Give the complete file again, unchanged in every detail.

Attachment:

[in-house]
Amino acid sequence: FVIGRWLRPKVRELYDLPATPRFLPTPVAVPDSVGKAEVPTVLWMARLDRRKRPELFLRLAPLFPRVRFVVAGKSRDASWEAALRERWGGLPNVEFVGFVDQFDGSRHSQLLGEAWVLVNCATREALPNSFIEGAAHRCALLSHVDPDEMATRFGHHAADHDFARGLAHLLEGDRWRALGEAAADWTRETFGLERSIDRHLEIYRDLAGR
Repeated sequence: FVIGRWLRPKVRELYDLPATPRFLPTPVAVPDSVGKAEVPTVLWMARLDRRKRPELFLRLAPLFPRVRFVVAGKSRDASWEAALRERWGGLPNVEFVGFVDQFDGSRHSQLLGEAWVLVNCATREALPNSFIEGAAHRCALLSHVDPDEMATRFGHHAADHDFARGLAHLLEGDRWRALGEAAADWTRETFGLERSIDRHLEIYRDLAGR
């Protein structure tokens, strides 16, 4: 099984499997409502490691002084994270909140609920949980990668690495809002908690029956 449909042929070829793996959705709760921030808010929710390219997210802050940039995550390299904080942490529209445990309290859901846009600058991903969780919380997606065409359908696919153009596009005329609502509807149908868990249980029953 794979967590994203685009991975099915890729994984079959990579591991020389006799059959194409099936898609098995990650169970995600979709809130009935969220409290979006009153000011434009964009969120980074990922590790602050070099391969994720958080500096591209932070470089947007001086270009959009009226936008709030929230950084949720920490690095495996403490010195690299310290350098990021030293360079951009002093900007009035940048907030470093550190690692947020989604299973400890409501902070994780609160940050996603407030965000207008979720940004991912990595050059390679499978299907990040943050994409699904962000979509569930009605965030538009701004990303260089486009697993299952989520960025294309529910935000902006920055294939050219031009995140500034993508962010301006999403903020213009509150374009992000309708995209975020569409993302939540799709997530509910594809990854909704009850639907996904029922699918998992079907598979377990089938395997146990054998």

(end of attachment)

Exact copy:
[in-house]
Amino acid sequence: FVIGRWLRPKVRELYDLPATPRFLPTPVAVPDSVGKAEVPTVLWMARLDRRKRPELFLRLAPLFPRVRFVVAGKSRDASWEAALRERWGGLPNVEFVGFVDQFDGSRHSQLLGEAWVLVNCATREALPNSFIEGAAHRCALLSHVDPDEMATRFGHHAADHDFARGLAHLLEGDRWRALGEAAADWTRETFGLERSIDRHLEIYRDLAGR
Repeated sequence: FVIGRWLRPKVRELYDLPATPRFLPTPVAVPDSVGKAEVPTVLWMARLDRRKRPELFLRLAPLFPRVRFVVAGKSRDASWEAALRERWGGLPNVEFVGFVDQFDGSRHSQLLGEAWVLVNCATREALPNSFIEGAAHRCALLSHVDPDEMATRFGHHAADHDFARGLAHLLEGDRWRALGEAAADWTRETFGLERSIDRHLEIYRDLAGR
């Protein structure tokens, strides 16, 4: 099984499997409502490691002084994270909140609920949980990668690495809002908690029956 449909042929070829793996959705709760921030808010929710390219997210802050940039995550390299904080942490529209445990309290859901846009600058991903969780919380997606065409359908696919153009596009005329609502509807149908868990249980029953 794979967590994203685009991975099915890729994984079959990579591991020389006799059959194409099936898609098995990650169970995600979709809130009935969220409290979006009153000011434009964009969120980074990922590790602050070099391969994720958080500096591209932070470089947007001086270009959009009226936008709030929230950084949720920490690095495996403490010195690299310290350098990021030293360079951009002093900007009035940048907030470093550190690692947020989604299973400890409501902070994780609160940050996603407030965000207008979720940004991912990595050059390679499978299907990040943050994409699904962000979509569930009605965030538009701004990303260089486009697993299952989520960025294309529910935000902006920055294939050219031009995140500034993508962010301006999403903020213009509150374009992000309708995209975020569409993302939540799709997530509910594809990854909704009850639907996904029922699918998992079907598979377990089938395997146990054998």